The Wall Street Journal reported that not only is online tracking the fastest growing business online, that it is already pervasive. They reported that "the nation's 50 top websites on average installed 64 pieces of tracking technology onto the computers of visitors, usually with no warning. A dozen sites each installed more than a hundred. The nonprofit Wikipedia installed none" and that "tracking technology is getting smarter and more intrusive. Monitoring used to be limited mainly to 'cookie' files that record websites people visit. But the Journal found new tools that scan in real time what people are doing on a Web page, then instantly assess location, income, shopping interests and even medical conditions. Some tools surreptitiously re-spawn themselves even after users try to delete them" (Wall Street Journal). If that be the case, then I cannot imagine a more troubling development in the area of personal communication and technology. I wrote last week about Facebook and Twitter selling your content on their sites to brand managers to infiltrate your web experience. While I found that in slightly poor taste to their users, that practice is a far cry from what is being reported here. That would be the difference between seeing your house from Google Earth and walking in the front door with a notepad and following you from room to room...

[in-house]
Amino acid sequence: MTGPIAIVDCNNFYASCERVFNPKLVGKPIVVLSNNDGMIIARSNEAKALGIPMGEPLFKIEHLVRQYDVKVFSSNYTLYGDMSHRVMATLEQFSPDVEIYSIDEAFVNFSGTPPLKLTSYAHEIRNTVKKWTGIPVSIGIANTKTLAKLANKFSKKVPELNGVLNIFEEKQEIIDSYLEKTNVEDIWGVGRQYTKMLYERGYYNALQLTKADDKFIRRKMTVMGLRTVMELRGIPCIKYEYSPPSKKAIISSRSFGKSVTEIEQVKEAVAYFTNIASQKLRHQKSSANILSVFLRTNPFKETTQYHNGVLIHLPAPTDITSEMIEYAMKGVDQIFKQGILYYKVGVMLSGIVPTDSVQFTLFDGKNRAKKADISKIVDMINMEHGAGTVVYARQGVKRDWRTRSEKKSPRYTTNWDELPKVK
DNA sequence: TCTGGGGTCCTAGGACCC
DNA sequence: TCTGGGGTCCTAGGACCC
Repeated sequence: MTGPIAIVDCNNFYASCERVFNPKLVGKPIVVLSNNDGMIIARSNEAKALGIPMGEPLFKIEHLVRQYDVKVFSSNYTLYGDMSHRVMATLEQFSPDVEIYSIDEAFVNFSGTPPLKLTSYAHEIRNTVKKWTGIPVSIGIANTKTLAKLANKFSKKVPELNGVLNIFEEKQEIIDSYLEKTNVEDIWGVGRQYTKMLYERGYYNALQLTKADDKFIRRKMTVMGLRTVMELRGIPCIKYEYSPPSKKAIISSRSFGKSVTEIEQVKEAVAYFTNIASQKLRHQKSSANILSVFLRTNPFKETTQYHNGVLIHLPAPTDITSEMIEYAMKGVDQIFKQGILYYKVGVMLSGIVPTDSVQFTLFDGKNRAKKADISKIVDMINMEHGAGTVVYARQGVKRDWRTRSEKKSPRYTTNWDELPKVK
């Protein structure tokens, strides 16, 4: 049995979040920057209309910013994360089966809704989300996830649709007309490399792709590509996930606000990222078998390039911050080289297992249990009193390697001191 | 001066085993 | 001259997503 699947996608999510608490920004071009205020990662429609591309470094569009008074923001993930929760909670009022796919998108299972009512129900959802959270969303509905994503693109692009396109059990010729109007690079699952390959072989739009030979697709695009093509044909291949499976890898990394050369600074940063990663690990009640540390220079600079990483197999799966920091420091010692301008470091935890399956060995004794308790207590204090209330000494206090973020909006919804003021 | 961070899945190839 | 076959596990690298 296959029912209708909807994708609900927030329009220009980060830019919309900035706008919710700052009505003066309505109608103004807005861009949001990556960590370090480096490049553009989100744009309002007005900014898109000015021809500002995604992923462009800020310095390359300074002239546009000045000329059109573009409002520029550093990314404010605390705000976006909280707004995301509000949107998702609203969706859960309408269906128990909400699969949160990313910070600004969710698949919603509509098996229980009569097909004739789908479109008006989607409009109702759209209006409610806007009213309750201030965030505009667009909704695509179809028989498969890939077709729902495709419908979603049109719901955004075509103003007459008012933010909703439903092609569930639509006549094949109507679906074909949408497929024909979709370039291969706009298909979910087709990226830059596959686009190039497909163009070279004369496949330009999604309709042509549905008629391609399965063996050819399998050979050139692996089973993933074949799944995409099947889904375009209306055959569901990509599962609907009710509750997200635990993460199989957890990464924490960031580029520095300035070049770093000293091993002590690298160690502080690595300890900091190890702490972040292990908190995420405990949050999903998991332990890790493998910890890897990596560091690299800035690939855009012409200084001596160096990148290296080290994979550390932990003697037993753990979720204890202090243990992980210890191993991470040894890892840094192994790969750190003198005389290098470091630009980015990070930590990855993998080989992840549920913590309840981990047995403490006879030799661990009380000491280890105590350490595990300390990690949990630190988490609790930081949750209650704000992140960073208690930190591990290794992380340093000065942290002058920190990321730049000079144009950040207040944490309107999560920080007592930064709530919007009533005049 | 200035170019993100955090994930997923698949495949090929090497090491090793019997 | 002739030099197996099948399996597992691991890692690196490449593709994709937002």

The Wall Street Journal reports that these companies don't seem to make any qualms about what they are up to. "'It is a sea change in the way the industry works,' says Omar Tawakol, CEO of BlueKai. 'Advertisers want to buy access to people, not Web pages'" (Wall Street Journal). This has been the age old problem of advertising. John Wanamaker, the father of the modern department store once famously said, "half the money I spend on advertising is wasted; the trouble is I don’t know which half." Since that time of the early 20th century, advertising has become increasingly scientific to ensure that advertising be measured and analyzed for effectiveness, beginning with Claude Hopkins book, Scientific Advertising, published in 1921.